In the you-heard-it-here-first category comes a new treatment called cognitive functional therapy (CFT), which is an individualized approach to pain management that helps patients understand their pain better, and targets unhelpful thoughts, feelings, and behaviors that contribute to pain and disability. A new phase 3 clinical trial led by a team of Australian doctors at Curtin University in Perth, Macquarie University in Sydney, and Monash University in Melbourne compared cognitive functional therapy to the standard of care in 492 people suffering chronic lower back pain. “This treatment resulted in substantial clinically important effects in both the short term and long term,” the researchers write, adding CFT was also much more cost-effective. Lancet

Implanted ultrasound device for brain cancer

A diagnosis of recurrent glioblastoma multiforme is dire—it’s a deadly form of brain cancer that’s almost always fatal. Surgeries and radiation therapies are complicated by the fact that you often need to cut tumors from the most sensitive surrounding tissues in the brain, and chemotherapy is challenged by the blood-brain barrier and our difficulty getting drugs across it. One promising experimental approach in recent years involves using ultrasound, which can permeate this barrier and allow chemo drugs to cross. Now doctors at Northwestern University’s Feinberg School of Medicine have shown the promise of this approach in the clinic. In a phase 1 clinical trial involving 17 people with glioblastoma, they demonstrated how an ultrasound device implanted into the skull allowed round after round of the chemotherapy drug paclitaxel to be safely delivered. A phase 2 trial is now recruiting. Lancet Oncology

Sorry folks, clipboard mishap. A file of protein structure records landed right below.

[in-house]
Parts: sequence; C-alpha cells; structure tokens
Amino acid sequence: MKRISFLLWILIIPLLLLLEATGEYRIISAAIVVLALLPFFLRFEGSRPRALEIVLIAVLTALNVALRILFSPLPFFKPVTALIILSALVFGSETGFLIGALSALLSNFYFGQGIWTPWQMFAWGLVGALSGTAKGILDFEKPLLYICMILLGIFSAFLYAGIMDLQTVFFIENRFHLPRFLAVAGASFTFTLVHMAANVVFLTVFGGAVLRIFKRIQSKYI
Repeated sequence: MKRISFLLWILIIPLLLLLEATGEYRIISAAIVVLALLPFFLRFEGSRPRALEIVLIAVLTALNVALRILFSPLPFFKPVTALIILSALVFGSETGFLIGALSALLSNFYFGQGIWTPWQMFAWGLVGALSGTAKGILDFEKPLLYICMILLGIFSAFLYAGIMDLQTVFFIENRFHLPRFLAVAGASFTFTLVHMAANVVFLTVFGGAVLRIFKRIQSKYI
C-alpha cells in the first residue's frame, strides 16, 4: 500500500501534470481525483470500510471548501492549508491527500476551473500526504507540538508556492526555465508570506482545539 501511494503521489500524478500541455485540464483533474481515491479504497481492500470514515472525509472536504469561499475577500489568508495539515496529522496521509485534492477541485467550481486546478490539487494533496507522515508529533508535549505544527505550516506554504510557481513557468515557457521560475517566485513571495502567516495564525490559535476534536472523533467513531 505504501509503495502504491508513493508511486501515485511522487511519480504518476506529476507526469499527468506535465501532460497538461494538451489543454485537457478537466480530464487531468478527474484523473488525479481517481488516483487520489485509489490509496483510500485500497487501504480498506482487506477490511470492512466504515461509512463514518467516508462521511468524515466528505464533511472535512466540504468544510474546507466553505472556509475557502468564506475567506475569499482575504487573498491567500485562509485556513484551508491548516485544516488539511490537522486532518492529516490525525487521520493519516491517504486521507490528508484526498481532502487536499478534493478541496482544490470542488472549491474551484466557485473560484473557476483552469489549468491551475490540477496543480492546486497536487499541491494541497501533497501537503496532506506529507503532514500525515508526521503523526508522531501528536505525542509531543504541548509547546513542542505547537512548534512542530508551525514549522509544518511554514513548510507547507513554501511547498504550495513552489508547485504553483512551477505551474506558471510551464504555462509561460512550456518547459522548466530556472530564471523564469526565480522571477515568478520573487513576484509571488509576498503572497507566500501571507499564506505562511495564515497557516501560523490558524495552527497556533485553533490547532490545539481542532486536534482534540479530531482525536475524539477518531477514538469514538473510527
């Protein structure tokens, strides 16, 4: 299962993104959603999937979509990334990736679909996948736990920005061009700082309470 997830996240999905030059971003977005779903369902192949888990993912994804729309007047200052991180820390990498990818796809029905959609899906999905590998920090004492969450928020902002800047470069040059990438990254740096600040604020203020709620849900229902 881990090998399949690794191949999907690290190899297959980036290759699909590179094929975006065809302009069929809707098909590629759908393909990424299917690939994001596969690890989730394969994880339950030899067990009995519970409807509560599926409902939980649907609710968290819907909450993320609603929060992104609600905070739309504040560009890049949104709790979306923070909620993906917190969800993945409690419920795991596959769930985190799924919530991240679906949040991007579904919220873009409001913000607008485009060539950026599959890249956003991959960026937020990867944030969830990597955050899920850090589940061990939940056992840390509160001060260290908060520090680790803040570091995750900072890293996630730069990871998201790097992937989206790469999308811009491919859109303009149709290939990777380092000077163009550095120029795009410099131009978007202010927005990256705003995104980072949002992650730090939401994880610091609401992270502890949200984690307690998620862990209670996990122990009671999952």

Mommy, please don’t kill me with your cleaning products

From shampoos to lotions to nail polish remover to paint thinner, many common household products contain volatile organic compounds—exposure to which can cause health problems, including developmental harm and cancer. The problem, according to researchers at the Silent Spring Institute in Newton, Massachusetts, and the University of California, Berkeley, is that those products are often not labeled. Looking at data collected by the California Air Resources Board on chemicals common in consumer products known to pose health risks, they found more than 5,000 tons of volatile chemicals were released from consumer products in California in 2020 alone. Because companies are not required to disclose what’s in their products or how much, it’s difficult to know what people might be exposed to. “Consumers often believe—wrongly—that the products they buy have been comprehensively assessed for safety before they are sold,” the researchers write. Environmental Science & Technology

The mystery of a rose’s smell, sweetly solved

Just in time for Mother’s Day, scientists at CRNS and Jean Monnet University in Saint-Étienne, France, have discovered the sweet smell of success. We already solved a mystery of the common rose, whose petals give off their distinctive smell because they contain the volatile terpenoid chemical geraniol—but nobody knew where the compound came from. The researchers uncovered its biosynthesis in the plant, which features a special enzyme involved in producing the scent. So this year, you can thank your mother by buying her some volatile terpenoids buds—at least a dozen. PNAS